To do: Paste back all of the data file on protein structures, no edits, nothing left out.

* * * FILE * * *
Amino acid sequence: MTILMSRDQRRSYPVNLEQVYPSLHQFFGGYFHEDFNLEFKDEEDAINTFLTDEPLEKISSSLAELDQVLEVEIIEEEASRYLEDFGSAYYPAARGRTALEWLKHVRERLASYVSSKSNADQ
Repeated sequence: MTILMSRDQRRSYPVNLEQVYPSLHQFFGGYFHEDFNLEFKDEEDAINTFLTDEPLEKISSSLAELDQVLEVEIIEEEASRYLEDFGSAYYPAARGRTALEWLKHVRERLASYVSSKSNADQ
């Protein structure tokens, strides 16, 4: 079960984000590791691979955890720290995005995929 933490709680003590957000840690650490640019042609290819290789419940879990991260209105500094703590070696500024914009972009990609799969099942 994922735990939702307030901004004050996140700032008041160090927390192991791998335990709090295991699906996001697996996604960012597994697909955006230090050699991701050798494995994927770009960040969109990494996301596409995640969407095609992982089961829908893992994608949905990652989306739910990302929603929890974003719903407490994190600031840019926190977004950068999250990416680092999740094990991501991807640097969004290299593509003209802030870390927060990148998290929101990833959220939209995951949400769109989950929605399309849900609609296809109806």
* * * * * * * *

Amino acid sequence: MTILMSRDQRRSYPVNLEQVYPSLHQFFGGYFHEDFNLEFKDEEDAINTFLTDEPLEKISSSLAELDQVLEVEIIEEEASRYLEDFGSAYYPAARGRTALEWLKHVRERLASYVSSKSNADQ
Repeated sequence: MTILMSRDQRRSYPVNLEQVYPSLHQFFGGYFHEDFNLEFKDEEDAINTFLTDEPLEKISSSLAELDQVLEVEIIEEEASRYLEDFGSAYYPAARGRTALEWLKHVRERLASYVSSKSNADQ
């Protein structure tokens, strides 16, 4: 079960984000590791691979955890720290995005995929 933490709680003590957000840690650490640019042609290819290789419940879990991260209105500094703590070696500024914009972009990609799969099942 994922735990939702307030901004004050996140700032008041160090927390192991791998335990709090295991699906996001697996996604960012597994697909955006230090050699991701050798494995994927770009960040969109990494996301596409995640969407095609992982089961829908893992994608949905990652989306739910990302929603929890974003719903407490994190600031840019926190977004950068999250990416680092999740094990991501991807640097969004290299593509003209802030870390927060990148998290929101990833959220939209995951949400769109989950929605399309849900609609296809109806």